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Coordinates: 51°16′08″N 2°50′24″W / 51.269, -2.840
Weare
Gray stone building with square tower
Church of St Gregory, Weare

Red pog.svg Weare shown within Somerset
Population 626 [1]
OS grid reference ST415525
District Sedgemoor
Shire county Somerset
Region South West
Country England
Sovereign state United Kingdom
Post town AXBRIDGE
Postcode district BS26
Dialling code 01934
Police Avon and Somerset
Fire Devon and Somerset
Ambulance South Western
EU Parliament South West England
UK Parliament Wells
List of places: UK • England • Somerset


Weare and Lower Weare are small villages in Somerset, England, on the River Axe, south of the Mendip Hills. The parish comprises the villages of Upper and Lower Weare, and the hamlets of Alston Sutton, Brinscombe and Stone Allerton.

HistoryEdit

The name of the village may come from a weir on the River Axe.[2]

After the Norman conquest the manor was granted to Walter of Douai and then passed to the Gaunt, Gourney and Brythemore families. The Gourneys established a borough original called Nether Weare and later Lower Weare, and were granted the right to hold fairs and even sent members to the Parliament of England. This new borough declined after 1316; however a borough court was still being held in Lower Weare in 1603.[2]

Alston Sutton was a separate manor at the time of the Domesday Book in 1086. The name means Aethelnoth's settlement and was held in 1286 by Walter de Sutton. The village declined by 1548 and was largely demolished soon afterwards.[2]

Weare was part of the hundred of Bempstone.[3]

GovernanceEdit

The parish council has responsibility for local issues, including setting an annual precept (local rate) to cover the council’s operating costs and producing annual accounts for public scrutiny. The parish council evaluates local planning applications and works with the local police, district council officers, and neighbourhood watch groups on matters of crime, security, and traffic. The parish council's role also includes initiating projects for the maintenance and repair of parish facilities, as well as consulting with the district council on the maintenance, repair, and improvement of highways, drainage, footpaths, public transport, and street cleaning. Conservation matters (including trees and listed buildings) and environmental issues are also the responsibility of the council.

The village falls within the Non-metropolitan district of Sedgemoor, which was formed on 1 April 1974 under the Local Government Act 1972, having previously been part of Axbridge Rural District,[4] whixh is responsible for local planning and building control, local roads, council housing, environmental health, markets and fairs, refuse collection and recycling, cemeteries and crematoria, leisure services, parks, and tourism.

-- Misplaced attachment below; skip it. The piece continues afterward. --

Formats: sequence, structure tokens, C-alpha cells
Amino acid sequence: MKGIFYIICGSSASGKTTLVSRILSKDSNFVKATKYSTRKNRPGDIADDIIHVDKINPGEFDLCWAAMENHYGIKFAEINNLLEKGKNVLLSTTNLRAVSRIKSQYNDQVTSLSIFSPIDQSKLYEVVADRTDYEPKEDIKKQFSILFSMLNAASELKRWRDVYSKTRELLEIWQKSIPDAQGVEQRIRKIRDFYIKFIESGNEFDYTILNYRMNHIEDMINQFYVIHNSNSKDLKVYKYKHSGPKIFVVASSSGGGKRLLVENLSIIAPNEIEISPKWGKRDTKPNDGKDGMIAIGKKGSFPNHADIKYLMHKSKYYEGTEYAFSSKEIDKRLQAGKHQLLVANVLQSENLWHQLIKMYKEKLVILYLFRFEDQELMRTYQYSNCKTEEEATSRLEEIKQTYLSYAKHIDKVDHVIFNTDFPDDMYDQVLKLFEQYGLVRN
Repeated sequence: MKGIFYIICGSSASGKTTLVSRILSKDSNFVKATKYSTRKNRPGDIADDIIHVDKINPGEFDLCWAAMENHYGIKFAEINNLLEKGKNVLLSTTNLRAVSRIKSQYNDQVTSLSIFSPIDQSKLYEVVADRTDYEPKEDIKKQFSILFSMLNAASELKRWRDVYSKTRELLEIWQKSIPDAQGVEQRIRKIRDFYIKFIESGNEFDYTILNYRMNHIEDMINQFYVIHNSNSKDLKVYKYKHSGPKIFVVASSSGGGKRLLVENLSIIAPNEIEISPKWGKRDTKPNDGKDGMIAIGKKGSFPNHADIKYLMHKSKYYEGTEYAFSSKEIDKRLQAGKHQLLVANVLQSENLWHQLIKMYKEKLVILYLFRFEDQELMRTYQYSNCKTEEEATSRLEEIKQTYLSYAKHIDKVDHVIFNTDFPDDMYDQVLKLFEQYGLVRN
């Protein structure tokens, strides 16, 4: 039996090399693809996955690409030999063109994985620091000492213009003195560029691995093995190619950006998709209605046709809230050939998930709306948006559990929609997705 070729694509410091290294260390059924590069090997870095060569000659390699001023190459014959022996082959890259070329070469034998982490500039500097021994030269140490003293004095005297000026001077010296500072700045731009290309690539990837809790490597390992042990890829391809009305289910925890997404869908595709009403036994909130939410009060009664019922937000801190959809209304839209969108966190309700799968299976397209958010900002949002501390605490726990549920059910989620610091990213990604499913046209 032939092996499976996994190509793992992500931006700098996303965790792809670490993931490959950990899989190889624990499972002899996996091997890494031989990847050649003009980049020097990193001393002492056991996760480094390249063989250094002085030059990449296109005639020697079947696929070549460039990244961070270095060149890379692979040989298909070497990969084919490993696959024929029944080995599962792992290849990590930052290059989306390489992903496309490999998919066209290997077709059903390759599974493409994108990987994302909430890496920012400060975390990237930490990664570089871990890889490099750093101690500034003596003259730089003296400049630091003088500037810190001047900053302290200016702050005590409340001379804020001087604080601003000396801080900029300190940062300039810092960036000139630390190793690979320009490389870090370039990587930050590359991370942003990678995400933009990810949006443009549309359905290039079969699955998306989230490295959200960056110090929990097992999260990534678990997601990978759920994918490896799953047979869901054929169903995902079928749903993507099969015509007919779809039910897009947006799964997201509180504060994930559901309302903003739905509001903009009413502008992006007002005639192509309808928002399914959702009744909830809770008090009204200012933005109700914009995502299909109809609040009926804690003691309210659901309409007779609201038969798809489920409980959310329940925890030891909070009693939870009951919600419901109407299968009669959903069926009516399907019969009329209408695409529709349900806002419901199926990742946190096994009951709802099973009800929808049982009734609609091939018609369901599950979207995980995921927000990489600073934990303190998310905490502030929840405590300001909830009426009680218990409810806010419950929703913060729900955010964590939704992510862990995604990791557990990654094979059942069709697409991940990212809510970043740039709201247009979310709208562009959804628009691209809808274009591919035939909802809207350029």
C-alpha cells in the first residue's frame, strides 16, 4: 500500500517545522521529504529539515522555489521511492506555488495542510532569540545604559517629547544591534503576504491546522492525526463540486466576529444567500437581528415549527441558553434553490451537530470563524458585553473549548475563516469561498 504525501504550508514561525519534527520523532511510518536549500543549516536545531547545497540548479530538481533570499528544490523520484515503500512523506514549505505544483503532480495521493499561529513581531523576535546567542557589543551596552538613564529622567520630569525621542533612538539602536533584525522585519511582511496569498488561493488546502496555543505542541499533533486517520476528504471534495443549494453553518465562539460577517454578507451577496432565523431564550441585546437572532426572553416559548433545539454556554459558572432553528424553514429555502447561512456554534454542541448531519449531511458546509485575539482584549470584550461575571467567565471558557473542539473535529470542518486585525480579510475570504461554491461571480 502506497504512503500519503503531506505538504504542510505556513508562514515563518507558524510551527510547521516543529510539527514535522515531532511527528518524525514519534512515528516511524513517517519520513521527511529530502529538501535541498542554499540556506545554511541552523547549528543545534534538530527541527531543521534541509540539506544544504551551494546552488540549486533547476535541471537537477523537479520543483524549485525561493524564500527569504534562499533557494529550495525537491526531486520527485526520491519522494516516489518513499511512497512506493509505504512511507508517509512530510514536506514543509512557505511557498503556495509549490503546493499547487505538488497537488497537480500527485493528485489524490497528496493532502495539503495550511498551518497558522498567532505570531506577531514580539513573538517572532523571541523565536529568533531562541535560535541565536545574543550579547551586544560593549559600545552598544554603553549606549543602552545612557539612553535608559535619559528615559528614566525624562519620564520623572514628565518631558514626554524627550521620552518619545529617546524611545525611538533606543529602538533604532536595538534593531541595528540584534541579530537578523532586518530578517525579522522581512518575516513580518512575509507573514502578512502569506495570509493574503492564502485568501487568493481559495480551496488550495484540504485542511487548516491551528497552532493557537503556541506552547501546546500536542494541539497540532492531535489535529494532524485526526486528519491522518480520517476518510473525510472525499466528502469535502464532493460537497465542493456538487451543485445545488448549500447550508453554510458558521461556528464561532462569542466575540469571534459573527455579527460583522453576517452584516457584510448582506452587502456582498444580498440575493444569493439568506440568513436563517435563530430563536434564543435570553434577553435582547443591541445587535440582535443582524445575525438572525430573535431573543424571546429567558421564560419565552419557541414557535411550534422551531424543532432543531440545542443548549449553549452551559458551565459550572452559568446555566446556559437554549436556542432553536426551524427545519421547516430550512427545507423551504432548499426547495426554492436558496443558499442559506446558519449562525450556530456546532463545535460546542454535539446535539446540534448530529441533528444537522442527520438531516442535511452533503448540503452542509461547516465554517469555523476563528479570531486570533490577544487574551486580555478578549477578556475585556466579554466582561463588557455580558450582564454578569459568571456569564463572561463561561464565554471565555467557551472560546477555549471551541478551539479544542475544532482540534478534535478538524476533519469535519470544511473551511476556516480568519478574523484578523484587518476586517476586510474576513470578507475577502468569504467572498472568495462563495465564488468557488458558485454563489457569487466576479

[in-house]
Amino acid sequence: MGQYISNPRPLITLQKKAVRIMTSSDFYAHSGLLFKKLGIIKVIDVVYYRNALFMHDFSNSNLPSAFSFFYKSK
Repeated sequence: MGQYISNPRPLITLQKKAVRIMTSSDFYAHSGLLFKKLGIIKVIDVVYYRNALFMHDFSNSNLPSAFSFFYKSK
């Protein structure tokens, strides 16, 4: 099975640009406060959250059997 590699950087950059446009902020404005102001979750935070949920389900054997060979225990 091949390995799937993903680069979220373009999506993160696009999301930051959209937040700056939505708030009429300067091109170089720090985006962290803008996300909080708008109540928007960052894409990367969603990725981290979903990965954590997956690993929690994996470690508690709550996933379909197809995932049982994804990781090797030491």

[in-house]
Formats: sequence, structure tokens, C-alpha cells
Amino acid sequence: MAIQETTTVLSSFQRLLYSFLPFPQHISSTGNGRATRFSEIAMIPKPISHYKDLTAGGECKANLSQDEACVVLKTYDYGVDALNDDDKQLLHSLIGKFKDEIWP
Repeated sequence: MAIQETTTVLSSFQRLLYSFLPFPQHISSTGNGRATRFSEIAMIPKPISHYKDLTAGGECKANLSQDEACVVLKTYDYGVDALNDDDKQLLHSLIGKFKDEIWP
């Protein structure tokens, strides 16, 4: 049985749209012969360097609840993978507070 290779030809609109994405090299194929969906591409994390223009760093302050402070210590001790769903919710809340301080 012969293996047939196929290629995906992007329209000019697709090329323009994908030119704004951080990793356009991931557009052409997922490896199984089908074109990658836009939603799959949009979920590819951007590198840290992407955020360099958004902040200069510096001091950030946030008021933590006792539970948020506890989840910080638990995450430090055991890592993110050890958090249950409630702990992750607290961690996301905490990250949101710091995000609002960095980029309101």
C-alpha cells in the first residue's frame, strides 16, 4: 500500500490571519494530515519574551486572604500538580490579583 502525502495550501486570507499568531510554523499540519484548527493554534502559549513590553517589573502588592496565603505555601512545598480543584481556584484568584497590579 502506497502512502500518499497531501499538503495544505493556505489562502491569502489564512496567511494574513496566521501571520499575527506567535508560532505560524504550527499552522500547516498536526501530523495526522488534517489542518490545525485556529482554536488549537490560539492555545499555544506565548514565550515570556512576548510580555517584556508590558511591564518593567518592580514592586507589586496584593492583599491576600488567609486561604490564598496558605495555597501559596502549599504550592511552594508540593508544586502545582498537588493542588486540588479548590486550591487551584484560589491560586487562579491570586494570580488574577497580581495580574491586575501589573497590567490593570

Somerset County Council is responsible for running the largest and most expensive local services such as education, social services, libraries, main roads, public transport, policing and fire services, trading standards, waste disposal and strategic planning.

It is also part of the Wells county constituency represented in the House of Commons of the Parliament of the United Kingdom. It elects one Member of Parliament (MP) by the first past the post system of election, and part of the South West England constituency of the European Parliament which elects seven MEPs using the d'Hondt method of party-list proportional representation.

Religious sitesEdit

St. Gregory's Church dates from the 11th century and has been designated by English Heritage as a grade I listed building.[5] In the churchyard is a 15th-century cross,[6] and a19th century church room.[7] In 1257 the church was granted to St Augustine's Abbey in Bristol and after the dissolution of the monasteries given to the dean and chapter of Bristol Cathedral.[2]

Notable residentsEdit

ReferencesEdit

  1. ^ "Parish Population Statistics for Sedgemoor". ONS Census 2001. Somerset County Council. http://www.webcitation.org/5lRyCSu4c. Retrieved 17 December 2009. 
  2. ^ a b c d Bush, Robin (1994). Somerset: The Complete Guide. Dovecote Press. pp. 214. ISBN 1-874336-26-1. 
  3. ^ "Bempstone Hundred". A Vision of Britain Through Time. http://www.visionofbritain.org.uk/relationships.jsp?u_id=10152689. Retrieved 10 September 2011. 
  4. ^ A Vision of Britain Through Time : Axbridge Rural District
  5. ^ "Church of St Gregory". Images of England. http://www.imagesofengland.org.uk/Details/Default.aspx?id=268832. Retrieved 3 March 2008. 
  6. ^ "Churchyard Cross in churchyard approximately 10 Metres South of Nave, Church of St Gregory". Images of England. English Heritage. http://www.imagesofengland.org.uk/Details/Default.aspx?id=268833. Retrieved 9 February 2009. 
  7. ^ "Church Room, 15 metres north of tower, Church of St Gregory". Images of England. English Heritage. http://www.imagesofengland.org.uk/Details/Default.aspx?id=268835. Retrieved 9 February 2009. 
  8. ^ Scrum.com player profiles
  9. ^ "Frankie Howerd", NNDB

External linksEdit

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